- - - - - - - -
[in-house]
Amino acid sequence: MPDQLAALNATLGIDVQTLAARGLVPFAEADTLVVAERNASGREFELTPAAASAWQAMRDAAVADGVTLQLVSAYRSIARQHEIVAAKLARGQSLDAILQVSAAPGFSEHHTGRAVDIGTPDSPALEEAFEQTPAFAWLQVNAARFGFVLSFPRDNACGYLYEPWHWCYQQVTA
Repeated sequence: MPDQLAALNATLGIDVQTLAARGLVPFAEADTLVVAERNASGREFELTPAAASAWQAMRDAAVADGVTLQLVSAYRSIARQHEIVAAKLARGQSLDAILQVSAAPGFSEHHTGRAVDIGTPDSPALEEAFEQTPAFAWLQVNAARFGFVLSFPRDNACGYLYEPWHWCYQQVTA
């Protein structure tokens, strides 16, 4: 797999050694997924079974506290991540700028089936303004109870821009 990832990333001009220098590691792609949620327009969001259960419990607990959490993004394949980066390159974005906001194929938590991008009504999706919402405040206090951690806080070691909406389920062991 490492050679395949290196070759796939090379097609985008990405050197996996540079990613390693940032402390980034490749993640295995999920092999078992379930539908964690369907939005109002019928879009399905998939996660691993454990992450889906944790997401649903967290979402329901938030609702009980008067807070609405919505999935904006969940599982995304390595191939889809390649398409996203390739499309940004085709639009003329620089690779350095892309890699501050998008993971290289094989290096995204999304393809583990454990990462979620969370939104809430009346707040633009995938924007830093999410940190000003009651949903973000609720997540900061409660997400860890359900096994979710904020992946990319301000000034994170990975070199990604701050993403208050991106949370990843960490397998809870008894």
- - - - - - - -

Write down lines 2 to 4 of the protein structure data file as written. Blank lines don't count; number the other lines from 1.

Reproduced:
Amino acid sequence: MPDQLAALNATLGIDVQTLAARGLVPFAEADTLVVAERNASGREFELTPAAASAWQAMRDAAVADGVTLQLVSAYRSIARQHEIVAAKLARGQSLDAILQVSAAPGFSEHHTGRAVDIGTPDSPALEEAFEQTPAFAWLQVNAARFGFVLSFPRDNACGYLYEPWHWCYQQVTA
Repeated sequence: MPDQLAALNATLGIDVQTLAARGLVPFAEADTLVVAERNASGREFELTPAAASAWQAMRDAAVADGVTLQLVSAYRSIARQHEIVAAKLARGQSLDAILQVSAAPGFSEHHTGRAVDIGTPDSPALEEAFEQTPAFAWLQVNAARFGFVLSFPRDNACGYLYEPWHWCYQQVTA
């Protein structure tokens, strides 16, 4: 797999050694997924079974506290991540700028089936303004109870821009 990832990333001009220098590691792609949620327009969001259960419990607990959490993004394949980066390159974005906001194929938590991008009504999706919402405040206090951690806080070691909406389920062991 490492050679395949290196070759796939090379097609985008990405050197996996540079990613390693940032402390980034490749993640295995999920092999078992379930539908964690369907939005109002019928879009399905998939996660691993454990992450889906944790997401649903967290979402329901938030609702009980008067807070609405919505999935904006969940599982995304390595191939889809390649398409996203390739499309940004085709639009003329620089690779350095892309890699501050998008993971290289094989290096995204999304393809583990454990990462979620969370939104809430009346707040633009995938924007830093999410940190000003009651949903973000609720997540900061409660997400860890359900096994979710904020992946990319301000000034994170990975070199990604701050993403208050991106949370990843960490397998809870008894």